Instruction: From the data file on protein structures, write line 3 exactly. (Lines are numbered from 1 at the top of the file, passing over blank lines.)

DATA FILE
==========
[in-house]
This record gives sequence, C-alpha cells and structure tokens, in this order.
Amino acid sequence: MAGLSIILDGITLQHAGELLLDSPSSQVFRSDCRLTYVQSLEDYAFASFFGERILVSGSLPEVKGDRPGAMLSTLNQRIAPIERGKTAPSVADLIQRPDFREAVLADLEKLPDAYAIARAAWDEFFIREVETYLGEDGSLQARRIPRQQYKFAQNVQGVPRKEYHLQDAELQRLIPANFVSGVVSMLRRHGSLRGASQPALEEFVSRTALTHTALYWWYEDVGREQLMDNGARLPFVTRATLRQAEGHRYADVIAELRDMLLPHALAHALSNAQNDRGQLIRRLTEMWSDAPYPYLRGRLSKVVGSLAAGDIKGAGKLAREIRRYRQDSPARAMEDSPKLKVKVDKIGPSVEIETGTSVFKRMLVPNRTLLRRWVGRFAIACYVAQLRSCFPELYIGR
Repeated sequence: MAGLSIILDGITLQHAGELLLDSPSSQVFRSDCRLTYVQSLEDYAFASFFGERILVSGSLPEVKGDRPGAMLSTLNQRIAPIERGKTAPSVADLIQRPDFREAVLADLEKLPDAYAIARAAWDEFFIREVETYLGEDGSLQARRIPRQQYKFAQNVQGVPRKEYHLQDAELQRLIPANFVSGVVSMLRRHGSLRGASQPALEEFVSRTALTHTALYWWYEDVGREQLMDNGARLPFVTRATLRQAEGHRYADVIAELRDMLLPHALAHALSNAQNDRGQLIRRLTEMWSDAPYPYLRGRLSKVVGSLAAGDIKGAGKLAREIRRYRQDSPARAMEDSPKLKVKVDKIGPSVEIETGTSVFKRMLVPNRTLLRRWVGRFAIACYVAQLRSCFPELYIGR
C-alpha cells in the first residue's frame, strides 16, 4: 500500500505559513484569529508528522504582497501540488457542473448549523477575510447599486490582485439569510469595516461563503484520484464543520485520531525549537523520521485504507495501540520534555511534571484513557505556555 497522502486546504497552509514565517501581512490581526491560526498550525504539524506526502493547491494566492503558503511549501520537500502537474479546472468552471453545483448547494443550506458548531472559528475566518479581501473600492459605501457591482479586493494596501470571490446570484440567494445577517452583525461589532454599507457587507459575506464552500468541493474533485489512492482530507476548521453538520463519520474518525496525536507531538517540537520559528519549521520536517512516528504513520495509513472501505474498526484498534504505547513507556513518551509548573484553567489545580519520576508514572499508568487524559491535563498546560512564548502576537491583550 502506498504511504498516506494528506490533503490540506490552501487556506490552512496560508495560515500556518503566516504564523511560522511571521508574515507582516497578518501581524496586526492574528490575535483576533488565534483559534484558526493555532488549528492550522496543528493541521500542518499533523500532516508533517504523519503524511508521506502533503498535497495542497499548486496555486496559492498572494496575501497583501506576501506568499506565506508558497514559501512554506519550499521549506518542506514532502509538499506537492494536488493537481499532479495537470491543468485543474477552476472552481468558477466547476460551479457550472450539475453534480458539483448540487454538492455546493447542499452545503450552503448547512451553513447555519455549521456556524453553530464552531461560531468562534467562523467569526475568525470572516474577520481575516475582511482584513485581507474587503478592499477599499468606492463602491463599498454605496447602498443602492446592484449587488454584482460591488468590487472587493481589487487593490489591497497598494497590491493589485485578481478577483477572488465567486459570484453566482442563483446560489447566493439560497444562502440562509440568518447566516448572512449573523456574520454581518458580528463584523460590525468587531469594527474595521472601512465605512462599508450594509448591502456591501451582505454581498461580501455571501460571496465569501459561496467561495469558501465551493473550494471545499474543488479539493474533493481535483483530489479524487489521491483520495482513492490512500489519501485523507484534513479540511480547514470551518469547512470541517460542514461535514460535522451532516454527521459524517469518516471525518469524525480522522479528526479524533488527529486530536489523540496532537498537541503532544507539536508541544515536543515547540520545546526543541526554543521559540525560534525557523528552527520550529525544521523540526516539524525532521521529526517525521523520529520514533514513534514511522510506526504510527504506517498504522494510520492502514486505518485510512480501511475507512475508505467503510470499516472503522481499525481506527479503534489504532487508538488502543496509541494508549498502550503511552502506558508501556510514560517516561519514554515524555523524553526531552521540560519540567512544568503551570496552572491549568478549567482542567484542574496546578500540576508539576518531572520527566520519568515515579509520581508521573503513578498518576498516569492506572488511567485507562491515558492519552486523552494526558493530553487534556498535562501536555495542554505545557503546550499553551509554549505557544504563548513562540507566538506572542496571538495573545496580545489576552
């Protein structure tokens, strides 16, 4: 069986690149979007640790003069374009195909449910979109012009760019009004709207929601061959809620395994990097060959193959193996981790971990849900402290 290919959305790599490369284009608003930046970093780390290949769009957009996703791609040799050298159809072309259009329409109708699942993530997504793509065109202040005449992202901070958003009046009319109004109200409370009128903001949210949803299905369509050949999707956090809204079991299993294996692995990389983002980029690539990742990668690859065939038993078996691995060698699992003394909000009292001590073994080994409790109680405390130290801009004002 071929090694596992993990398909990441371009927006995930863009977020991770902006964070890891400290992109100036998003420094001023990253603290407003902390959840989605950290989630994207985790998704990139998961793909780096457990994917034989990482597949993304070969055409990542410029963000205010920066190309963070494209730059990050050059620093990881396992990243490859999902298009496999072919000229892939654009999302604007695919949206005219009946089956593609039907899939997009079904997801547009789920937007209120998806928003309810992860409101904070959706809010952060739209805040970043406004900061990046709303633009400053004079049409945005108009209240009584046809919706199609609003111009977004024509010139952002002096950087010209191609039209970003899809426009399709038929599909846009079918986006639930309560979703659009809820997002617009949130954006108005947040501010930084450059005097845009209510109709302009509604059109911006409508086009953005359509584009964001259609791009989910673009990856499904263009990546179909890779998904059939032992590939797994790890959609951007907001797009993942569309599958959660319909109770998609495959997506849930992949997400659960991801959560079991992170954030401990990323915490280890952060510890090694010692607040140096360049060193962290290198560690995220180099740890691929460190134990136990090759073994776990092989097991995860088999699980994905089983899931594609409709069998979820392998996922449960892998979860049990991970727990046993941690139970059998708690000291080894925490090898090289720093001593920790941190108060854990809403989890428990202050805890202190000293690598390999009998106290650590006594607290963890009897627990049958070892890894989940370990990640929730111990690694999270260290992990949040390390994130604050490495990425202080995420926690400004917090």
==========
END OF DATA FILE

Amino acid sequence: MAGLSIILDGITLQHAGELLLDSPSSQVFRSDCRLTYVQSLEDYAFASFFGERILVSGSLPEVKGDRPGAMLSTLNQRIAPIERGKTAPSVADLIQRPDFREAVLADLEKLPDAYAIARAAWDEFFIREVETYLGEDGSLQARRIPRQQYKFAQNVQGVPRKEYHLQDAELQRLIPANFVSGVVSMLRRHGSLRGASQPALEEFVSRTALTHTALYWWYEDVGREQLMDNGARLPFVTRATLRQAEGHRYADVIAELRDMLLPHALAHALSNAQNDRGQLIRRLTEMWSDAPYPYLRGRLSKVVGSLAAGDIKGAGKLAREIRRYRQDSPARAMEDSPKLKVKVDKIGPSVEIETGTSVFKRMLVPNRTLLRRWVGRFAIACYVAQLRSCFPELYIGR